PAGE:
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    Volume 8 Issue 84 | August 28, 2009 |

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Electronic Mood Swings

Aasha Mehreen Amin

When it comes to pessimists I can be the most stubborn kind always expecting the worst to happen and that nothing will happen according to expectations. Generally I don't really like being around people who exude constant negativity so I suppose I better get a grip of the situation before I become the person I dislike the most.

But sometimes it's really hard not to get pulled down by the Negativity Ghost. Take a week or so ago when I kept trying to log on to the net, just to check Gmail. I thought it was me, otherwise how would it be possible that after the ninth time of trying to reply to an important email, the result was pure nothing. And you know how frustrating it can be when you can't answer emails. It makes you look so lame. The person at the other end of cyberspace will think that you are just too lazy or too much of a snob to deem it necessary to answer an email, which by the way, was only to show concern for you. So how do you explain to people who do not live here, that sometimes, actually many times, the servers just decide to go on strike, for bizarre reasons - too much rain, hence water in the lines, rats eating away the cables, cables destroyed by unidentified objects.

Then I read in the papers with admittedly, some relief: the internet and telecommunications across the country were snapped for nearly 15 hours as the optical fibre line at Patiya was disconnected in the early hours. The report also mentioned that the fibre optic express line (something I will not strain my brain to understand and neither should you) that links Dhaka and other parts of the country with 'the outside world' as it got drowned in the water and was therefore damaged. I'm not sure why exactly these delicate lines were placed under the bridge, over the canal, as the report said, seems kind of ambitious not to expect it to touch the water at least. Now they tell me it's because of the earthquake a few weeks ago which shook up the lines, sounds perfectly forgivable, I mean if it was a meaner quake nobody would even have the chance to complain, let alone read about it in next day's paper. It also means I am off the hook as far as my 'jinx' with electronic goods is concerned.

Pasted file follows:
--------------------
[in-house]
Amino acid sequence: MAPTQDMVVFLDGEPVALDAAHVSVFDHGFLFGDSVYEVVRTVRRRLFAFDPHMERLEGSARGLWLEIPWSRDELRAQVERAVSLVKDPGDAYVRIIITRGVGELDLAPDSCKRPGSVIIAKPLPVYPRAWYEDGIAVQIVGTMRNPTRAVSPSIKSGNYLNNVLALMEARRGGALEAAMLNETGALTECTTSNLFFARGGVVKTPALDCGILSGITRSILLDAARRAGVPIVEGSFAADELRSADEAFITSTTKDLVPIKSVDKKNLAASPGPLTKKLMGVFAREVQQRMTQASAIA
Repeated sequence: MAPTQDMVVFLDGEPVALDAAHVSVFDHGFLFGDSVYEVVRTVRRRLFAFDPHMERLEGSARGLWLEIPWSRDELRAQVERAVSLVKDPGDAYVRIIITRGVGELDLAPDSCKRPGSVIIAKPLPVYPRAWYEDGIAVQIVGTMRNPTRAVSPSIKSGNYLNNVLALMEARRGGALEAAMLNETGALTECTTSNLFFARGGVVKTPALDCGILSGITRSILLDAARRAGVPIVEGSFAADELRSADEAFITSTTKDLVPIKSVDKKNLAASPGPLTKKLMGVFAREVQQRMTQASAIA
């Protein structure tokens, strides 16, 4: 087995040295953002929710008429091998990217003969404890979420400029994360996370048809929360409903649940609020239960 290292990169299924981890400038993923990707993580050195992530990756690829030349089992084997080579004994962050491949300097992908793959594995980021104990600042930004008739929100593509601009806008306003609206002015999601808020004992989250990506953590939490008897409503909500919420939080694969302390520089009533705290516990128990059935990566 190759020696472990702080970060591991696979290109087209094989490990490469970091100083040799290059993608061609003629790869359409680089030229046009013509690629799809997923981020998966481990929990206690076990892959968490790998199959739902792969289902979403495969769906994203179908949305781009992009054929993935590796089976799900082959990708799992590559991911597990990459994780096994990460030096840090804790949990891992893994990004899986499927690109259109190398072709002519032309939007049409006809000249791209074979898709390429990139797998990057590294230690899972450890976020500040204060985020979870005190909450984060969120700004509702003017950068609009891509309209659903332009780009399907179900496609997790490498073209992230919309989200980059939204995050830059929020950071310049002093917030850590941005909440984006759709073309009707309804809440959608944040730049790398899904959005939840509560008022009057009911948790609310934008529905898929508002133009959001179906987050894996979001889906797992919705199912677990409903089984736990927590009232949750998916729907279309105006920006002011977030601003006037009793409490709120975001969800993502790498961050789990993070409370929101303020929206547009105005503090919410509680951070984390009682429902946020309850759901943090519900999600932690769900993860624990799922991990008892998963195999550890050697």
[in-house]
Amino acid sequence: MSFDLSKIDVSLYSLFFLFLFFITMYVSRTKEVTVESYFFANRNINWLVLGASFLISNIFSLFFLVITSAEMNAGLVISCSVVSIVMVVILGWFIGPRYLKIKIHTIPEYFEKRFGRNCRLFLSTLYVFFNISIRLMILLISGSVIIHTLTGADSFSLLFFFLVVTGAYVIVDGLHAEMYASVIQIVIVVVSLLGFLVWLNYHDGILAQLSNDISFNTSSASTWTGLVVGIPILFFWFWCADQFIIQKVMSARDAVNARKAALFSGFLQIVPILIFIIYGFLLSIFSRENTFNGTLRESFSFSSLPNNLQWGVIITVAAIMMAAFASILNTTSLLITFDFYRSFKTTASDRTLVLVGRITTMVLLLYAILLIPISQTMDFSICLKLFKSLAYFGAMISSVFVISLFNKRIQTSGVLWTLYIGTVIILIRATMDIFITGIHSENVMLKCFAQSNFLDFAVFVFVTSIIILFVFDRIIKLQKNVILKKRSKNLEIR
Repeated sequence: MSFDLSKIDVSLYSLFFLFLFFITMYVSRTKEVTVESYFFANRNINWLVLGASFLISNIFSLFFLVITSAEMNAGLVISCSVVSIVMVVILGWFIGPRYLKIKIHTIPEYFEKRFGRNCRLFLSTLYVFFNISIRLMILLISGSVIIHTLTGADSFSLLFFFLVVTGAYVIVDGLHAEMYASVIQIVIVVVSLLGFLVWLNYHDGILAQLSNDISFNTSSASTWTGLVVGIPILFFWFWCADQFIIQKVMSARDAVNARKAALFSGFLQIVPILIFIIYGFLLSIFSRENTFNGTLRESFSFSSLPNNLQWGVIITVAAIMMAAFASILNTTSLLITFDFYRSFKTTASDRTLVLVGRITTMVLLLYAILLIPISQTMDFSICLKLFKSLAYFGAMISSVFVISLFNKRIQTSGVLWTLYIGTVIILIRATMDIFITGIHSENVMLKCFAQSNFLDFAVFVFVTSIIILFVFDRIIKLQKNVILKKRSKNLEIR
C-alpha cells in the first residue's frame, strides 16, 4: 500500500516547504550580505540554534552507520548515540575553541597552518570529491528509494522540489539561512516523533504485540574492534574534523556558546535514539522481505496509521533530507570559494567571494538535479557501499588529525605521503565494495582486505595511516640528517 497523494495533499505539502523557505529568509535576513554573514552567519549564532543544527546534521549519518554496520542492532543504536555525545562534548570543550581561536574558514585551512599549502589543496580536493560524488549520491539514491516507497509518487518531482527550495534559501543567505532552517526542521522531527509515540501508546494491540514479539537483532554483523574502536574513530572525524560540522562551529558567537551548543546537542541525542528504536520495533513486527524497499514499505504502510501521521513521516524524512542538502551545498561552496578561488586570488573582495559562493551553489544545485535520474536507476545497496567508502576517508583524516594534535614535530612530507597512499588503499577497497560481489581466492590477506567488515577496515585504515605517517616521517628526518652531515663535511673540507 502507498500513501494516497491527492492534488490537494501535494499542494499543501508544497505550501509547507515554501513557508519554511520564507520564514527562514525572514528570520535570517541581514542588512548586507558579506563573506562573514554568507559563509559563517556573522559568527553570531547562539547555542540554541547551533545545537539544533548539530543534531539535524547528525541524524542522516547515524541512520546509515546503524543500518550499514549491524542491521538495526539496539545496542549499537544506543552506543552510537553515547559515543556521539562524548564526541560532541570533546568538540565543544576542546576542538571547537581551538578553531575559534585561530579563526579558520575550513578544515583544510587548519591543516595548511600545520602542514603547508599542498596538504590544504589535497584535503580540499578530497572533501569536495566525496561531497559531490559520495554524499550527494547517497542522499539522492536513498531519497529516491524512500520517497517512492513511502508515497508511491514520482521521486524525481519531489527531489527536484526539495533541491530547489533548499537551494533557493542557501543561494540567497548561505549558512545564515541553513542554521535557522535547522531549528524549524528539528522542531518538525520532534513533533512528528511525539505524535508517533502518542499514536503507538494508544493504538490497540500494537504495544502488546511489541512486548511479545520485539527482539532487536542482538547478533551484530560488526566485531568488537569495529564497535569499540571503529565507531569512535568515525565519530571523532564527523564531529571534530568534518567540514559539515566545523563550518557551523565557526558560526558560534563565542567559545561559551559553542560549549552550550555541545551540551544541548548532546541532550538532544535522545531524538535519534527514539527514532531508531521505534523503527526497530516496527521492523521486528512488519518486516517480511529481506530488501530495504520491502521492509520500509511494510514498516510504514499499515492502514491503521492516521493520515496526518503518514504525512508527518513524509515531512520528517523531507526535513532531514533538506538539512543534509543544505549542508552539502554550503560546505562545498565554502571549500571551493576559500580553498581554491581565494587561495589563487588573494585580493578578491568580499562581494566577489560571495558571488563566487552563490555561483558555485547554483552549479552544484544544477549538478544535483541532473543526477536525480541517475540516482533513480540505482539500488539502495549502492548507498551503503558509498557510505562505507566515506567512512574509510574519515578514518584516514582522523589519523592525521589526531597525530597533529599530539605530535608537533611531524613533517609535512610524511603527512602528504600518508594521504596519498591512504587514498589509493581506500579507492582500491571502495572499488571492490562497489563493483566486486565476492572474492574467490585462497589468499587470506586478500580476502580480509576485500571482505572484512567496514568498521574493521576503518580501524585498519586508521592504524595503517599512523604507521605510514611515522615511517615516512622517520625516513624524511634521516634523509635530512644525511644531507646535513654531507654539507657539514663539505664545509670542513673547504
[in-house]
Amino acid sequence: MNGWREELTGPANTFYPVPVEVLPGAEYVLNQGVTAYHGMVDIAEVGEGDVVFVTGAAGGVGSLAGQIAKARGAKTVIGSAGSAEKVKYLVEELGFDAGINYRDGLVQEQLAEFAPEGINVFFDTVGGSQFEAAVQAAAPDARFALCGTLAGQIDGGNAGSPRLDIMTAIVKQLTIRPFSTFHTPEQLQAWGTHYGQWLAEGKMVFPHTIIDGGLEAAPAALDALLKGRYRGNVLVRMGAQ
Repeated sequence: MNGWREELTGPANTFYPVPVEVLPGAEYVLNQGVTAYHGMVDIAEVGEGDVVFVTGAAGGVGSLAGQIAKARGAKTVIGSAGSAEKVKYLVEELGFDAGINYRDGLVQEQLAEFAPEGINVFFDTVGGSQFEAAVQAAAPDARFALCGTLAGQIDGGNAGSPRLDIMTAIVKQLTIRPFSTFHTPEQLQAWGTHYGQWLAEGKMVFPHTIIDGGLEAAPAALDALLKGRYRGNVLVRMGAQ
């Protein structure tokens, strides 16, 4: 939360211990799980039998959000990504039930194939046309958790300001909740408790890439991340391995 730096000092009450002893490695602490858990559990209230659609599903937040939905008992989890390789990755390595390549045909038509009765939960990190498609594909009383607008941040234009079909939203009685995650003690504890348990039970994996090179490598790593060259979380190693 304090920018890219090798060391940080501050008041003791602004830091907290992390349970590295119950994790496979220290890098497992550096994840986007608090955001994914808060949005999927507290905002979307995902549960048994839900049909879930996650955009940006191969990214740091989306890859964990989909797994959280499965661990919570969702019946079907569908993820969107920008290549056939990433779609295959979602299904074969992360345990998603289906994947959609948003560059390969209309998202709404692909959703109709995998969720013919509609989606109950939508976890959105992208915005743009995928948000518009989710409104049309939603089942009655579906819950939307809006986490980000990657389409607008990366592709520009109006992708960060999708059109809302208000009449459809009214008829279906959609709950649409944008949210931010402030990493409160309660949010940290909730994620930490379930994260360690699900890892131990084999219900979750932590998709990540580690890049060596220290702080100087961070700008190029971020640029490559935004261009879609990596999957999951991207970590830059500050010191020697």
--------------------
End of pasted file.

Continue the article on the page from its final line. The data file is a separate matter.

Then somebody said that it might be four days before the Internet services are running properly again. That would be complete disaster as I began to realise how utterly dependent we are on the Net. All our columnists send in their columns through Internet, sometimes even our own writers mail their articles before coming to work. We need to download pictures, new contributions, acknowledge write-ups being sent from all over the globe, get last minute edited copies, the list is endless. A glitch like this could end in complete paralysis for our publication.

Thankfully things didn't come to such tragedy and somehow we managed although we have become quite stoical when it comes to the Internet. One moment you are reading a very important mail and the next thing you know a message will pop up saying "oops, there seems to be an error in downloading, try HTML view or click on 'try again' or just stop trying and give up". Of course we don't just 'give up' what do they think we are, losers? We are done with the exasperated sighs and growling sounds that come out involuntarily from our throats. We just sit back and do other things like twiddle our thumbs or stare blankly at the flickering fluorescent lights while we wait till the computer is 'in the mood'.

Speaking of which lifts can be quite treacherous too. It can get stuck at some unholy height, like the 19th floor and there may not be a vent in sight. The other day, before Ramadan started, I went to a workshop at the LGED Bhaban and found out that people were waiting for lunch to arrive. Apparently there had been a mix up and the organisers were duly upset because the canteen staff of the building announced that they were sending lunch at 2pm instead of 1pm as instructed because they were going by the 'ager' (former) time. Strange that a government organisation would totally defy the state stipulated daylight saving timings! But what was most intriguing was that even when it was 2 pm the food was still not coming. It was stuck in the lift on the fourth floor and somehow the generators (if there were any) could not get the lift going. I imagined with horror, the stuffiness of that lift with the fumes of hot food clouding everything and the poor staff carrying it practically suffocating, unless they were really hungry and decided to sample some of it themselves. I did not want to see the end of this particular nightmare and had an eerie feeling the jinx was at it again. So I did what any pessimistic, superstitious, jinx-afflicted character would do. I bolted, down the stairs of course.

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